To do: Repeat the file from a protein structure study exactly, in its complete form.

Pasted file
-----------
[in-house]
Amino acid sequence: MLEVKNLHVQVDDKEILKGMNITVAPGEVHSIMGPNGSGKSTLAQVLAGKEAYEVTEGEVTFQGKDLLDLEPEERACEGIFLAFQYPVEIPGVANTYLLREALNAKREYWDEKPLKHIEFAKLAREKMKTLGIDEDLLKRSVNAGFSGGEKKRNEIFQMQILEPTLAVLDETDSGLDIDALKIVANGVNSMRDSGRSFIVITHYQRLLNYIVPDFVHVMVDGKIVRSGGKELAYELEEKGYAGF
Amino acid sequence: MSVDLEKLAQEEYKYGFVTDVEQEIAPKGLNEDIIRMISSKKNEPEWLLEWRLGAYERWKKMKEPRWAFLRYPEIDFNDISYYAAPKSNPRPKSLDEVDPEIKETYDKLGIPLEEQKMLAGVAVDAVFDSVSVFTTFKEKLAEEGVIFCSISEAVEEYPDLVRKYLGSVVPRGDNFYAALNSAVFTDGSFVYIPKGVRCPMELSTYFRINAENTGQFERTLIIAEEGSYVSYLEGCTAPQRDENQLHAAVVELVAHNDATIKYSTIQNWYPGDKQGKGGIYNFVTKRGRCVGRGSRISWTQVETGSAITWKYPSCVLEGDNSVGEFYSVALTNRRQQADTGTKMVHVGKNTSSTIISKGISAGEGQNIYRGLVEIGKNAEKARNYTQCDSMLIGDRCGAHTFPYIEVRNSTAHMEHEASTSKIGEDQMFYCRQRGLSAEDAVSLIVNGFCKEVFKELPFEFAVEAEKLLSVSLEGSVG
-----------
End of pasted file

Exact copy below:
[in-house]
Amino acid sequence: MLEVKNLHVQVDDKEILKGMNITVAPGEVHSIMGPNGSGKSTLAQVLAGKEAYEVTEGEVTFQGKDLLDLEPEERACEGIFLAFQYPVEIPGVANTYLLREALNAKREYWDEKPLKHIEFAKLAREKMKTLGIDEDLLKRSVNAGFSGGEKKRNEIFQMQILEPTLAVLDETDSGLDIDALKIVANGVNSMRDSGRSFIVITHYQRLLNYIVPDFVHVMVDGKIVRSGGKELAYELEEKGYAGF
Amino acid sequence: MSVDLEKLAQEEYKYGFVTDVEQEIAPKGLNEDIIRMISSKKNEPEWLLEWRLGAYERWKKMKEPRWAFLRYPEIDFNDISYYAAPKSNPRPKSLDEVDPEIKETYDKLGIPLEEQKMLAGVAVDAVFDSVSVFTTFKEKLAEEGVIFCSISEAVEEYPDLVRKYLGSVVPRGDNFYAALNSAVFTDGSFVYIPKGVRCPMELSTYFRINAENTGQFERTLIIAEEGSYVSYLEGCTAPQRDENQLHAAVVELVAHNDATIKYSTIQNWYPGDKQGKGGIYNFVTKRGRCVGRGSRISWTQVETGSAITWKYPSCVLEGDNSVGEFYSVALTNRRQQADTGTKMVHVGKNTSSTIISKGISAGEGQNIYRGLVEIGKNAEKARNYTQCDSMLIGDRCGAHTFPYIEVRNSTAHMEHEASTSKIGEDQMFYCRQRGLSAEDAVSLIVNGFCKEVFKELPFEFAVEAEKLLSVSLEGSVG